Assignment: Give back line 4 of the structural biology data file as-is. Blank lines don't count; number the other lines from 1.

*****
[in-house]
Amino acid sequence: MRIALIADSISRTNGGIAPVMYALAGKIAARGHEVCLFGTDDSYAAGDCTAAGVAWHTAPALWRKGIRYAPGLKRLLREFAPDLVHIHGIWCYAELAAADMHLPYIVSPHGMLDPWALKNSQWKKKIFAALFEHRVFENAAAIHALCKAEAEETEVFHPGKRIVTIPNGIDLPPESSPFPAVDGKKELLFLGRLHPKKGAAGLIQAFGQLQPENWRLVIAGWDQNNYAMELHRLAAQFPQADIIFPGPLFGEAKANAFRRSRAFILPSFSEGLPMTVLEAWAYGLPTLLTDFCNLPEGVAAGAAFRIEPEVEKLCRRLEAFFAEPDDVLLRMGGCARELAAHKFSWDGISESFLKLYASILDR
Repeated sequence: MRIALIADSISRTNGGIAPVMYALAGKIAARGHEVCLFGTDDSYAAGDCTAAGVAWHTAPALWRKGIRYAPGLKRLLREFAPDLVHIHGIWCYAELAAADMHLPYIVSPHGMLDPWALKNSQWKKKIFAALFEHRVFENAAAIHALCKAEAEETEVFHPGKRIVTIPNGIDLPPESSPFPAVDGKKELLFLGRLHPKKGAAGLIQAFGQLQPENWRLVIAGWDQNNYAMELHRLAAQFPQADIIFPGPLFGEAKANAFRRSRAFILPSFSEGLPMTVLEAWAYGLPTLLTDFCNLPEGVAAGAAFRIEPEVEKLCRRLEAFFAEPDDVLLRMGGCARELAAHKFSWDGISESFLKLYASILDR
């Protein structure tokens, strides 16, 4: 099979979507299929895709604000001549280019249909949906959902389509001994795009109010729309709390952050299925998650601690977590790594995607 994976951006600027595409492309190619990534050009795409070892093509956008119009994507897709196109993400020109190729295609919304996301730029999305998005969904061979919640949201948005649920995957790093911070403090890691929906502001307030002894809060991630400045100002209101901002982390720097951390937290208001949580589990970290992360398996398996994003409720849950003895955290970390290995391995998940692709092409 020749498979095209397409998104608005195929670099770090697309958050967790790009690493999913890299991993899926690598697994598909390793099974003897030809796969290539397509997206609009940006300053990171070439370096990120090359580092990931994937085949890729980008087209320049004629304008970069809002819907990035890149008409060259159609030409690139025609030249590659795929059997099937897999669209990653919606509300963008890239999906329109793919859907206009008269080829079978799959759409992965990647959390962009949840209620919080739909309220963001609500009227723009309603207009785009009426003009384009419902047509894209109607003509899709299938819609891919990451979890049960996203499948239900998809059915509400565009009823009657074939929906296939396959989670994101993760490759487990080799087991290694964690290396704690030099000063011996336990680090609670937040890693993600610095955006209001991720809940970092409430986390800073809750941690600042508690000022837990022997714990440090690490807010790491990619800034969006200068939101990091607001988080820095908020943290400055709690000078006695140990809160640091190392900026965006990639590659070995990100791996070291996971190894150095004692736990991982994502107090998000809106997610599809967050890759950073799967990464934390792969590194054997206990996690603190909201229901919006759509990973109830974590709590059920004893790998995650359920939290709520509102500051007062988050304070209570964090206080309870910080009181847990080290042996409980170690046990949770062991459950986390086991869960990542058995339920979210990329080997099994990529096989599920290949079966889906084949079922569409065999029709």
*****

């Protein structure tokens, strides 16, 4: 099979979507299929895709604000001549280019249909949906959902389509001994795009109010729309709390952050299925998650601690977590790594995607 994976951006600027595409492309190619990534050009795409070892093509956008119009994507897709196109993400020109190729295609919304996301730029999305998005969904061979919640949201948005649920995957790093911070403090890691929906502001307030002894809060991630400045100002209101901002982390720097951390937290208001949580589990970290992360398996398996994003409720849950003895955290970390290995391995998940692709092409 020749498979095209397409998104608005195929670099770090697309958050967790790009690493999913890299991993899926690598697994598909390793099974003897030809796969290539397509997206609009940006300053990171070439370096990120090359580092990931994937085949890729980008087209320049004629304008970069809002819907990035890149008409060259159609030409690139025609030249590659795929059997099937897999669209990653919606509300963008890239999906329109793919859907206009008269080829079978799959759409992965990647959390962009949840209620919080739909309220963001609500009227723009309603207009785009009426003009384009419902047509894209109607003509899709299938819609891919990451979890049960996203499948239900998809059915509400565009009823009657074939929906296939396959989670994101993760490759487990080799087991290694964690290396704690030099000063011996336990680090609670937040890693993600610095955006209001991720809940970092409430986390800073809750941690600042508690000022837990022997714990440090690490807010790491990619800034969006200068939101990091607001988080820095908020943290400055709690000078006695140990809160640091190392900026965006990639590659070995990100791996070291996971190894150095004692736990991982994502107090998000809106997610599809967050890759950073799967990464934390792969590194054997206990996690603190909201229901919006759509990973109830974590709590059920004893790998995650359920939290709520509102500051007062988050304070209570964090206080309870910080009181847990080290042996409980170690046990949770062991459950986390086991869960990542058995339920979210990329080997099994990529096989599920290949079966889906084949079922569409065999029709």